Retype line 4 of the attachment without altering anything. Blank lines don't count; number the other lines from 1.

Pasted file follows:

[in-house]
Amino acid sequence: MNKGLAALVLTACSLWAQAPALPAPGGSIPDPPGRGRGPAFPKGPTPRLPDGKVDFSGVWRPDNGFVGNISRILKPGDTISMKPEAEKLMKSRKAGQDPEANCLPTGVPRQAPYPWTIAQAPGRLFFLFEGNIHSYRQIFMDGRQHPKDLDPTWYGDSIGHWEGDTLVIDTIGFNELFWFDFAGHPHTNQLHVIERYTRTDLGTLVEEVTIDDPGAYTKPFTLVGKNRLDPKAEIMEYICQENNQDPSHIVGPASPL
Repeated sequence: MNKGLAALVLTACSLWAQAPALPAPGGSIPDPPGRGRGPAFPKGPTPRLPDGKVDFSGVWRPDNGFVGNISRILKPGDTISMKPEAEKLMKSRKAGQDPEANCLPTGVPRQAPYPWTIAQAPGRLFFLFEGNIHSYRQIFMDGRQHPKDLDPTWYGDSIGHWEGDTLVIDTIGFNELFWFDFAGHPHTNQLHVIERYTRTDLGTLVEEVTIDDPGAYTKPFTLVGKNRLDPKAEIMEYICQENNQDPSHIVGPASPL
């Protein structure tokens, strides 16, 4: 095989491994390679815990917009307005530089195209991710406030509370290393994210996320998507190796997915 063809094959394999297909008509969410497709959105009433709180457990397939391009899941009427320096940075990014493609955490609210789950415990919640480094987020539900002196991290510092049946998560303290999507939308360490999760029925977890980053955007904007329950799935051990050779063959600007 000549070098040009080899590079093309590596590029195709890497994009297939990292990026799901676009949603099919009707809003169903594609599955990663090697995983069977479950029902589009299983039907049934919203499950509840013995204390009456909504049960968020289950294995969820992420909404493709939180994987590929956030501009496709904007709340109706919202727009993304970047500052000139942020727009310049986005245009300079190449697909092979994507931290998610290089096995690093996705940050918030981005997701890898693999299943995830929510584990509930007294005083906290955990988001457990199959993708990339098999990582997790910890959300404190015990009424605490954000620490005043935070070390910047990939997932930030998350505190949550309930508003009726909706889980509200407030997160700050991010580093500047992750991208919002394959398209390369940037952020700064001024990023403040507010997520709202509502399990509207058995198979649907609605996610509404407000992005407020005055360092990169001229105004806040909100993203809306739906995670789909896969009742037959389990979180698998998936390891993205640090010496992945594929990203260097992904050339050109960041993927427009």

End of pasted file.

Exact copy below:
């Protein structure tokens, strides 16, 4: 095989491994390679815990917009307005530089195209991710406030509370290393994210996320998507190796997915 063809094959394999297909008509969410497709959105009433709180457990397939391009899941009427320096940075990014493609955490609210789950415990919640480094987020539900002196991290510092049946998560303290999507939308360490999760029925977890980053955007904007329950799935051990050779063959600007 000549070098040009080899590079093309590596590029195709890497994009297939990292990026799901676009949603099919009707809003169903594609599955990663090697995983069977479950029902589009299983039907049934919203499950509840013995204390009456909504049960968020289950294995969820992420909404493709939180994987590929956030501009496709904007709340109706919202727009993304970047500052000139942020727009310049986005245009300079190449697909092979994507931290998610290089096995690093996705940050918030981005997701890898693999299943995830929510584990509930007294005083906290955990988001457990199959993708990339098999990582997790910890959300404190015990009424605490954000620490005043935070070390910047990939997932930030998350505190949550309930508003009726909706889980509200407030997160700050991010580093500047992750991208919002394959398209390369940037952020700064001024990023403040507010997520709202509502399990509207058995198979649907609605996610509404407000992005407020005055360092990169001229105004806040909100993203809306739906995670789909896969009742037959389990979180698998998936390891993205640090010496992945594929990203260097992904050339050109960041993927427009």